Wired has a photo gallery article  from an amusing exhibition, Steampunk: Form and Function: An Exhibition of Innovation, Invention and Gadgetry, described as “the Jules-Verne-meets-Bill-Gates school of contraption art”, being shown at the Charles River Museum of Industry and Innovation in Waltham, Massachusetts, just outside Boston.

The Steampunk Time Machine Antique Master Bathroom Computer Workstation, designed by Bruce Rosenbaum and Walter Parker, melds a modern computer with antique plumbing components, including a ribcage shower, toilet and pipes.

I don’t think the plumbing components are intended to be functional.  There is also a computer desk built from an Eastman Kodak Century No. 1 Studio Camera.  I particularly like the Victorian “Sojourner” Keyboard, by Rich Nagy, and the Waterproof USB Drives by Derrick Culligan.

The show includes more than 30 digitally rejiggered antiques, including clocks, coffeemakers, humidifiers, workstations and grand pianos. It’s all displayed, appropriately enough, in a former textile factory built in 1814.

The exhibit runs through January 15, 2012.


Another Chrome Update

October 29, 2011

Google has released a new version, 15.0.874.106, of its Chrome browser, for all platforms (Linux, Windows, Mac OS X, and Chrome Frame).  This release fixes a specific login problem (issue 101274) that affected Dow-Jones sites (Barrons and the Wall Street Journal).  Unless you are experiencing the problem, I don’t think there’s any urgency to update your system.  The release announcement is here.

Getting Down to Basics

October 28, 2011

I have posted a few notes here about the effort to find a new definition for the kilogram, the only fundamental unit of the SI [Le Système International d’Unités] system of units that is still defined by a physical artifact: the mass of a particular cylinder of platinum/iridium alloy, stored in a vault at the Bureau International des Poids et Mesures [BIPM] at Sèvres, outside of Paris.  Other fundamental SI units are defined in terms of fundamental physical processes; the meter, for example, is defined as the distance traveled by light in a vacuum in 1/299,792,458 second.   The advantages of this kind of definition are that it does not depend on a integrity of a physical object, and that it can be replicated anywhere that suitable conditions and apparatus are available.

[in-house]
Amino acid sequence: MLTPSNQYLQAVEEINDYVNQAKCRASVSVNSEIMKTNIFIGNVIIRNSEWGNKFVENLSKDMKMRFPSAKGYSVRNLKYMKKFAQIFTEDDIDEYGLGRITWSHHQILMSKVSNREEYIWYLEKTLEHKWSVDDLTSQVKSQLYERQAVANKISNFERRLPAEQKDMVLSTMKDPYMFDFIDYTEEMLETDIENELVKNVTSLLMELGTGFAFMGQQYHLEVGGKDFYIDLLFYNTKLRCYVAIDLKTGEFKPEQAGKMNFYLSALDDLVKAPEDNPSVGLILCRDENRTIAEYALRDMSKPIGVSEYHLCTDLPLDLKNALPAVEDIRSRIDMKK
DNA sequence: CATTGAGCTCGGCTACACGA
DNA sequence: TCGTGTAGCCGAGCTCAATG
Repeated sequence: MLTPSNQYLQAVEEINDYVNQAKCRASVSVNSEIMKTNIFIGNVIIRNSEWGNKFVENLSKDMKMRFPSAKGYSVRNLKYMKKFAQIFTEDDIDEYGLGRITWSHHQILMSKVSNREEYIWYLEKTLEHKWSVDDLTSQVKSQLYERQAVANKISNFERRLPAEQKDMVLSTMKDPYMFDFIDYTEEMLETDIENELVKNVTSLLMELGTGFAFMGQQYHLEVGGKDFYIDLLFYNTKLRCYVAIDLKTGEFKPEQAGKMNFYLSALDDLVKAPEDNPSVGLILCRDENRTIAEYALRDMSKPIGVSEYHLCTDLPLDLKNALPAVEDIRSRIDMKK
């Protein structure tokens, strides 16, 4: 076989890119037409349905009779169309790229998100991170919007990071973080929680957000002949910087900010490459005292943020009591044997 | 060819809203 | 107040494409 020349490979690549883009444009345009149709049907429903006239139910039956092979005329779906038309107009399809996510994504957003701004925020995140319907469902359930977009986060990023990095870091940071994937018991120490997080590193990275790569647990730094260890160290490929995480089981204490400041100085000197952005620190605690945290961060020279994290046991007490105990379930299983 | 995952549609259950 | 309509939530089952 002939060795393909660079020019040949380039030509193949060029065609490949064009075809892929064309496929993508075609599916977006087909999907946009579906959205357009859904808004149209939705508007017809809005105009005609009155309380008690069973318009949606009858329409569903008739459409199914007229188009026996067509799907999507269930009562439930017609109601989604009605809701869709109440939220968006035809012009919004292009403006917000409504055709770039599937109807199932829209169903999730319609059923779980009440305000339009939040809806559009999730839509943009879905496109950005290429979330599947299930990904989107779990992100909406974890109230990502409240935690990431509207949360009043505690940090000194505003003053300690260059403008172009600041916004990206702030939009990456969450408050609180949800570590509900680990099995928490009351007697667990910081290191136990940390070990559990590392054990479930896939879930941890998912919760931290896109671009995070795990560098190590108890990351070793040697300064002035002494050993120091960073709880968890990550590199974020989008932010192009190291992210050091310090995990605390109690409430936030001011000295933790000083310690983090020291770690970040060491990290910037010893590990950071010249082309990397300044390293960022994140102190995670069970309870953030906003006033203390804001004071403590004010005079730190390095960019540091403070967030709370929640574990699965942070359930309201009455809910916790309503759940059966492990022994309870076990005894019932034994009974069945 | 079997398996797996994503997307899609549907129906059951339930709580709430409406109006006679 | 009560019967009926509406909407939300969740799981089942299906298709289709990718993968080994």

According to a report at New Scientist, this year’s meeting of the quadrennial Conférence Générale des Poids et Mesures [CGPM] has unanimously adopted a proposal to change the SI to redefine the kilogram, as well as three related units, the mole, the ampere, and the Kelvin [degree].

The General Conference on Weights and Measures (CGPM) in Paris, France, has unanimously agreed on a proposal that would lead to reform of the mole, kilogram, kelvin and ampere, according to the international system of units (SI).

The change will need to be confirmed at the next meeting of the CGPM in four years’ time; if it is confirmed, it will be the most significant change in SI for a century.

The new definitions will tie the SI units to fundamental physical constants; to put it another way, the units will be defined on the basis that the constants are really constant, and have known values.  The proposed new definitions are:

  • Ampere (unit of electric current) will be defined such that the elementary charge (the charge on one proton or electron) is exactly 1.60217653 × 10-19 coulombs.
  • Kelvin (unit of absolute temperature) will be defined such  that the Boltzmann constant is 1.3806505 × 10-23 joules/Kelvin
  • Mole (amount of s substance) will be defined such that Avogadro’s constant is 6.0221415 × 1023 mole-1
  • Kilogram (unit of mass) will be defined such that Planck’s constant is 6.6260693 × 10-34 joule-second.

The New Scientist also has a handy chart showing the old and new definitions of the fundamental units, including those that will remain unchanged: the second, the meter, and the candela.

The BIPM Web site has the press release [PDF], as well as the (fairly technical) text of Resolution 1 [PDF].

Making a change like this is a slow process, because the people responsible, from the various national metrology labs, tend to be conservative, for good reasons; one of their objectives is that definition changes will not cause dislocations in everyday life and commerce.  Watching the process can seem almost as exciting as watching paint dry.  It’s probably useful to remember that this problem exists only because we have learned to measure the physical world to a degree of accuracy undreamed of when the metric system was first formulated in the 18th century.